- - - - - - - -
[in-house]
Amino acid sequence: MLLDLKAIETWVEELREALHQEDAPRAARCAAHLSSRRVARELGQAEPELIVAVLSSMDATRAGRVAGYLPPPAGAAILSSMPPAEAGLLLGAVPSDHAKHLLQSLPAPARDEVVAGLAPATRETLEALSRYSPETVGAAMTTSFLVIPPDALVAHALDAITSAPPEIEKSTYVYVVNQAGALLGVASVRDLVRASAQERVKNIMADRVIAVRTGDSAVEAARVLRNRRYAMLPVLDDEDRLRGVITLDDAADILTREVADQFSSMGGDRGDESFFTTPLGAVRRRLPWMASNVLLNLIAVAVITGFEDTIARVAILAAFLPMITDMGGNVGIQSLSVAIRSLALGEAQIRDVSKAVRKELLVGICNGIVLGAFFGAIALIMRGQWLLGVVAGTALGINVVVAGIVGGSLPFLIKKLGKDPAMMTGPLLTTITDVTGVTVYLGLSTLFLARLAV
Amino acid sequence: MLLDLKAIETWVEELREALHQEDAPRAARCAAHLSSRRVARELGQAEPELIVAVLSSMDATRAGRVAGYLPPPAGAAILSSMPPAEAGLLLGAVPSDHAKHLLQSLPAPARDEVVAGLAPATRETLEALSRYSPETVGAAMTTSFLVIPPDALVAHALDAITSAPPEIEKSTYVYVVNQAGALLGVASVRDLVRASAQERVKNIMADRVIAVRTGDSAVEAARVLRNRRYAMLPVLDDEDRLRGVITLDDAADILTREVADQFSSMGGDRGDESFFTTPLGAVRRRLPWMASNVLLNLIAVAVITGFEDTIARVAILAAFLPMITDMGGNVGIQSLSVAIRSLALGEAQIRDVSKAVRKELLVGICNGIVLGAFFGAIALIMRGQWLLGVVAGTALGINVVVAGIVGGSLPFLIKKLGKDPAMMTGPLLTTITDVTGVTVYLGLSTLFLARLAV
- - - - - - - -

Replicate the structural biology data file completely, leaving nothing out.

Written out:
[in-house]
Amino acid sequence: MLLDLKAIETWVEELREALHQEDAPRAARCAAHLSSRRVARELGQAEPELIVAVLSSMDATRAGRVAGYLPPPAGAAILSSMPPAEAGLLLGAVPSDHAKHLLQSLPAPARDEVVAGLAPATRETLEALSRYSPETVGAAMTTSFLVIPPDALVAHALDAITSAPPEIEKSTYVYVVNQAGALLGVASVRDLVRASAQERVKNIMADRVIAVRTGDSAVEAARVLRNRRYAMLPVLDDEDRLRGVITLDDAADILTREVADQFSSMGGDRGDESFFTTPLGAVRRRLPWMASNVLLNLIAVAVITGFEDTIARVAILAAFLPMITDMGGNVGIQSLSVAIRSLALGEAQIRDVSKAVRKELLVGICNGIVLGAFFGAIALIMRGQWLLGVVAGTALGINVVVAGIVGGSLPFLIKKLGKDPAMMTGPLLTTITDVTGVTVYLGLSTLFLARLAV
Amino acid sequence: MLLDLKAIETWVEELREALHQEDAPRAARCAAHLSSRRVARELGQAEPELIVAVLSSMDATRAGRVAGYLPPPAGAAILSSMPPAEAGLLLGAVPSDHAKHLLQSLPAPARDEVVAGLAPATRETLEALSRYSPETVGAAMTTSFLVIPPDALVAHALDAITSAPPEIEKSTYVYVVNQAGALLGVASVRDLVRASAQERVKNIMADRVIAVRTGDSAVEAARVLRNRRYAMLPVLDDEDRLRGVITLDDAADILTREVADQFSSMGGDRGDESFFTTPLGAVRRRLPWMASNVLLNLIAVAVITGFEDTIARVAILAAFLPMITDMGGNVGIQSLSVAIRSLALGEAQIRDVSKAVRKELLVGICNGIVLGAFFGAIALIMRGQWLLGVVAGTALGINVVVAGIVGGSLPFLIKKLGKDPAMMTGPLLTTITDVTGVTVYLGLSTLFLARLAV